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PA Inmates Take Aim at ‘One Good Eye’ Policy

SCRANTON, Pa. (CN) - Pennsylvania faces a federal class action over its policy of allegedly denying surgical treatment to inmates if they have at least "one good eye."

"The Pennsylvania Department of Corrections, by policy and practice systematically denies necessary medical care for inmates with serious eye conditions including severe cataracts, thereby condemning them to partial or total blindness," the Jan. 2 complaint states.

Richard Hollihan, a ward of the state Corrections Department since 1986, brought the class action over Pennsylvania's alleged failure to give him a second cataract surgery.

Though the state removed the cataract from Hollihan's right eye in 2001, the same year he was transferred to Somerset, he says doctors have been recommending that he undergo cataract surgery in his left eye since 2008.

The problem is so severe that Hollihan has trouble reading and writing, will "frequently walk into people and objects," and is substantially limited in his ability to perform manual tasks, according to the complaint.

"On information and belief, defendant DOC [Department of Corrections], has adopted an official policy and practice that denies necessary surgical treatment to inmates with a severe eye disease in one eye, but with another eye that provides some level of vision that defendant DOC claims to be adequate," the complaint states. "This policy is referred to as the 'One Good Eye' policy.

"As a consequence of defendant DOC's 'One Good Eye' policy, inmates are denied necessary surgical treatment for cataracts and other conditions and are forced to languish with serious eye conditions, which can cause legal or total blindness in the diseased eye."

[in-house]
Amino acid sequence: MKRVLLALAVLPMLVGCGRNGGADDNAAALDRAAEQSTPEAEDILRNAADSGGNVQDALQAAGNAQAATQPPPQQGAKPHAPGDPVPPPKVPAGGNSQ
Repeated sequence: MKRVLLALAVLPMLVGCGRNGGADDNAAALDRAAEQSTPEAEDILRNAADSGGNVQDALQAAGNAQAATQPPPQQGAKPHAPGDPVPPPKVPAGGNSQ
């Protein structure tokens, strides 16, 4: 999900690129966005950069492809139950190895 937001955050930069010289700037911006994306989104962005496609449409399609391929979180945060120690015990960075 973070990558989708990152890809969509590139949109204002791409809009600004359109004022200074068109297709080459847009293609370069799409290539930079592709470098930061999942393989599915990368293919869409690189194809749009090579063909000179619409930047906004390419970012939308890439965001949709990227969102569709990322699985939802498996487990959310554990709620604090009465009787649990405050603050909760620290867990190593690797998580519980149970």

Hollihan says the policy is medically unjustified.

"Reducing expenditures by denying necessary medical care is not an appropriate justification for the 'One Good Eye' policy," the complaint states.

The system's guidelines allegedly include four exceptions to refusing cataract surgery: if the inmate's vision tests at 20/50 or worse, despite corrective devices; if there is a potential for undetected retinal disease; if the cataract is hypermature; or if the inmate's activities are "significantly compromised" and cannot be corrected by eyeglasses lighting.

Hollihan says that the department actually does not follow the guidelines, refusing necessary surgery to inmates "including those who have a hypermature cataract in one eye and vision that is worse than 20/50 in the better-seeing eye." (Emphasis in original.)

Cataracts cause "reversible blindness," Hollihan claims, adding that they may grow larger and more dense over time, resulting in increased clouding of the lens and decreased vision.

"Waiting to perform surgery until a cataract is hypermature may result in a worse surgical outcome than if surgery had been performed earlier," the complaint states.

Hollihan also says that the policy means that inmates "will stay blind in an eye that could be surgically corrected to provide good vision."

The cataract in Hollihan's left eye "prevents the detection of retinal disease and optic nerve health," according to the complaint.

Hollihan also says that his "better-seeing eye is deteriorating due to the stress caused by the loss of sight in his cataract-afflicted eye."

In addition to the Pennsylvania Department of Corrections, defendants to the action include two prison officials, Wexford Health Sources, and three doctors.

The class seeks punitive damages for violations of the Americans with Disabilities Act and Rehabilitation Act. It is represented by Thomas Schmidt III, Eric Rothschild and Eric Wolfish of Pepper Hamilton, and by David Rudovsky of Kairys, Rudovsky, Messing & Feinberg in Philadelphia.

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